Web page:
Debugging is the process of finding problems in your program and trying to figure out what's going on. As programmers, we spend a lot of time trying to figure out why the code we wrote is not working. I think the biggest problem is that our industry does not teach people how to debug. Every problem has a cause and a reason, and it should be possible to figure out why something is broken. It's important to understand what the system is supposed to be doing and to be able to reproduce an issue. Debugging with a plan and not panicking when encountering errors are also crucial.

All right. Let's talk debugging. Debugging is the process of finding problems in your program and trying to figure out what's going on. In other words, why is it broken? And how do we fix it?

Now, as programmers, we spend a lot of time doing things other than just writing code. We are communicating with our team. We are doing planning, design, discussions, code review. We spend a lot of time trying to figure out why the code we wrote is not working. And yet a lot of developers are not actually comfortable doing this. And I've thought about this a bit. I think the biggest problem is that our industry does not teach people how to debug. How many of you have a comp sci degree and yet never had a course in debugging? To me, debugging is an absolutely critical skill for developers. And the good news is it is something you can learn and get better at.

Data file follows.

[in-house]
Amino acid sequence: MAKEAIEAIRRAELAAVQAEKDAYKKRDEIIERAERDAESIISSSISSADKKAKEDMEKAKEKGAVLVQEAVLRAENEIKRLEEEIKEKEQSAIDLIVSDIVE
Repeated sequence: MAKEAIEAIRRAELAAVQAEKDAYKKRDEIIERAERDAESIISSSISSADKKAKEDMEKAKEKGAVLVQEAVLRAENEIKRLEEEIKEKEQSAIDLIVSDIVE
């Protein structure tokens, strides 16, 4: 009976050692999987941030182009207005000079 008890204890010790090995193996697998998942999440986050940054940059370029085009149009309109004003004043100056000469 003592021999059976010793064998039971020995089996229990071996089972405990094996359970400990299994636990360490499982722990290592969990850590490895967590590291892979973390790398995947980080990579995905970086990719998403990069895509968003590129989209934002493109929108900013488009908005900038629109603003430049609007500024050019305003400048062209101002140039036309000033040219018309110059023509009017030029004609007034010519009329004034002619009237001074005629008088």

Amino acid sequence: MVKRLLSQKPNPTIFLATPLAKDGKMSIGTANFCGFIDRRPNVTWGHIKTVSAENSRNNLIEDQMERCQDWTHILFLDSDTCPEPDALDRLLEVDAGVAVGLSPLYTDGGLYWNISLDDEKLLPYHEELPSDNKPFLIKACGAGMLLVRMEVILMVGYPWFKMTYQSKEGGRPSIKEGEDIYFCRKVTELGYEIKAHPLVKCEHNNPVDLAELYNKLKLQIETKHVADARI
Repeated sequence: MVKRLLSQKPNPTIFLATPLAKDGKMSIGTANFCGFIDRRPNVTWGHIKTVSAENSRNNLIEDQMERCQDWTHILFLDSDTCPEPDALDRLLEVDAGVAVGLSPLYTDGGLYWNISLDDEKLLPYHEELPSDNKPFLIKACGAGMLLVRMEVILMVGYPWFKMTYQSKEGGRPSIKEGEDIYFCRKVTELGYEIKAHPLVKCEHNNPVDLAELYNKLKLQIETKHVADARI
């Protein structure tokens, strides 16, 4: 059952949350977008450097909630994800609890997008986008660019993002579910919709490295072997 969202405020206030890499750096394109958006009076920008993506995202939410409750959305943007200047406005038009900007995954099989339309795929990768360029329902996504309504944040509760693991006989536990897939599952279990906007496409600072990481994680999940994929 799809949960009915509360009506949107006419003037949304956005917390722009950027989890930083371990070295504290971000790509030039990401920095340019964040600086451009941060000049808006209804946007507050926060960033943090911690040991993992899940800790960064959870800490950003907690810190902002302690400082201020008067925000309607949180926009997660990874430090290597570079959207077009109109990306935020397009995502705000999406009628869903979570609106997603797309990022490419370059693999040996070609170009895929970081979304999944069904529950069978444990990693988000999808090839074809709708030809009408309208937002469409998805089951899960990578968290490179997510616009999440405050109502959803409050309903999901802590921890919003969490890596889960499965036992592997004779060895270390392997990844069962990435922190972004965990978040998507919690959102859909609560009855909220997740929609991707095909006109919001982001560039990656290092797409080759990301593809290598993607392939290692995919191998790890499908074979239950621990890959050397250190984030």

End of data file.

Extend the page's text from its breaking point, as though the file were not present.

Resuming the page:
So, let's look at some core principles of debugging. Now, the title of the talk is debugging JavaScript. These principles are universal. You can apply them to any language and frankly you can apply them outside of programming as well. And the first is that every problem has a cause and a reason. And it should be possible to figure out why this thing is broken. Now, just because there is a cause doesn't mean it's going to be easy to figure out. And there's a lot of things that can make that more complicated. But it is possible. Another is that it's very important to understand what the system is supposed to be doing. If a bug is something is wrong with the system, you have to know what it was supposed to do in the first place to see that behavior is incorrect. Another principle is that reproducing an issue is absolutely key. For one, you need to be able to figure out what area of the code is broken, and that often requires a trial and error process of making this thing crash over and over and over but it's also important because once you think you have a fix, you need to be able to try the same steps and verify that it actually works right. You also need to be able to debug with a plan. This is basically the scientific method. Don't just go changing random variables and hoping it's somehow going to make it better. You need to be very careful and intentional about the changes you make, try one thing at a time, see if the behavior changes actually match what you expect it to be and try to narrow down where and why something is going wrong. Another issue is that errors provide useful information and yet people often panic when they see that gigantic stack trace.